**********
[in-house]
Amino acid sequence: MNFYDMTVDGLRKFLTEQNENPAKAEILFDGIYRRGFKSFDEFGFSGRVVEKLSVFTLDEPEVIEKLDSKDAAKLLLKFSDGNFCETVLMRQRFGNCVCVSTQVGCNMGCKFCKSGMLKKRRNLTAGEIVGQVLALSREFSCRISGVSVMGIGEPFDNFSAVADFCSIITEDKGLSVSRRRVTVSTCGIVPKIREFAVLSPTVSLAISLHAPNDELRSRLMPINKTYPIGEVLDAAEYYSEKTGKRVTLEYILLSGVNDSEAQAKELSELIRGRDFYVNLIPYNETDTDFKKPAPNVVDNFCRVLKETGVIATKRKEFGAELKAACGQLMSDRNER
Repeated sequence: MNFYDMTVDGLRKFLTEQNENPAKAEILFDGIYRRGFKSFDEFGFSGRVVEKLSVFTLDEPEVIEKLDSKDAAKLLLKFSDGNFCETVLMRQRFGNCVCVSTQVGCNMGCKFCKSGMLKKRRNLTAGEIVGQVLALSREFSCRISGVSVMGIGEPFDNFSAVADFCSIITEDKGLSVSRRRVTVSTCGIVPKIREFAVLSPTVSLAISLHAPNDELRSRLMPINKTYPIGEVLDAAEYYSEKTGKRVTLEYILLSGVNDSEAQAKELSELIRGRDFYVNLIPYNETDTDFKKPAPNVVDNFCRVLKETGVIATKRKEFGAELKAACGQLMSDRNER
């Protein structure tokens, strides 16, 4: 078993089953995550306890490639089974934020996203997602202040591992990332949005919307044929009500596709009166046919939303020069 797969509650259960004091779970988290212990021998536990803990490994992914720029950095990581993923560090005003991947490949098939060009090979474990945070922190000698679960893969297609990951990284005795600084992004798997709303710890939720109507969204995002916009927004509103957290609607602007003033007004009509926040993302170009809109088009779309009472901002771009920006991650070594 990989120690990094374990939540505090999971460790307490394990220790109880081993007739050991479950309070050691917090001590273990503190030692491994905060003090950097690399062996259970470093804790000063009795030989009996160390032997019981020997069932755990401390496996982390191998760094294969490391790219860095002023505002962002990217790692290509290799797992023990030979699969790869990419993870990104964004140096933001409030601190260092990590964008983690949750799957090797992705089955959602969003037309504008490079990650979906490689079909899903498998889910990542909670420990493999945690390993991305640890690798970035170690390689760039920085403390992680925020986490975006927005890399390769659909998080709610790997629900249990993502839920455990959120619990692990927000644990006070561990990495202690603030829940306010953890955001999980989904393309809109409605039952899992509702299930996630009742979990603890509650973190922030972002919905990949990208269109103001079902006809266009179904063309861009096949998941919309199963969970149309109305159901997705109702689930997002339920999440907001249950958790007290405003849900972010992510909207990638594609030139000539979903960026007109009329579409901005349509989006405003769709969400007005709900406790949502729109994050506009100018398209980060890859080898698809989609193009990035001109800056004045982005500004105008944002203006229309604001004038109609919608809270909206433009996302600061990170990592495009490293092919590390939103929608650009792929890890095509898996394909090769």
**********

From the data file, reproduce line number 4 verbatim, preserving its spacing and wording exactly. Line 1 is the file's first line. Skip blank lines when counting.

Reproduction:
């Protein structure tokens, strides 16, 4: 078993089953995550306890490639089974934020996203997602202040591992990332949005919307044929009500596709009166046919939303020069 797969509650259960004091779970988290212990021998536990803990490994992914720029950095990581993923560090005003991947490949098939060009090979474990945070922190000698679960893969297609990951990284005795600084992004798997709303710890939720109507969204995002916009927004509103957290609607602007003033007004009509926040993302170009809109088009779309009472901002771009920006991650070594 990989120690990094374990939540505090999971460790307490394990220790109880081993007739050991479950309070050691917090001590273990503190030692491994905060003090950097690399062996259970470093804790000063009795030989009996160390032997019981020997069932755990401390496996982390191998760094294969490391790219860095002023505002962002990217790692290509290799797992023990030979699969790869990419993870990104964004140096933001409030601190260092990590964008983690949750799957090797992705089955959602969003037309504008490079990650979906490689079909899903498998889910990542909670420990493999945690390993991305640890690798970035170690390689760039920085403390992680925020986490975006927005890399390769659909998080709610790997629900249990993502839920455990959120619990692990927000644990006070561990990495202690603030829940306010953890955001999980989904393309809109409605039952899992509702299930996630009742979990603890509650973190922030972002919905990949990208269109103001079902006809266009179904063309861009096949998941919309199963969970149309109305159901997705109702689930997002339920999440907001249950958790007290405003849900972010992510909207990638594609030139000539979903960026007109009329579409901005349509989006405003769709969400007005709900406790949502729109994050506009100018398209980060890859080898698809989609193009990035001109800056004045982005500004105008944002203006229309604001004038109609919608809270909206433009996302600061990170990592495009490293092919590390939103929608650009792929890890095509898996394909090769």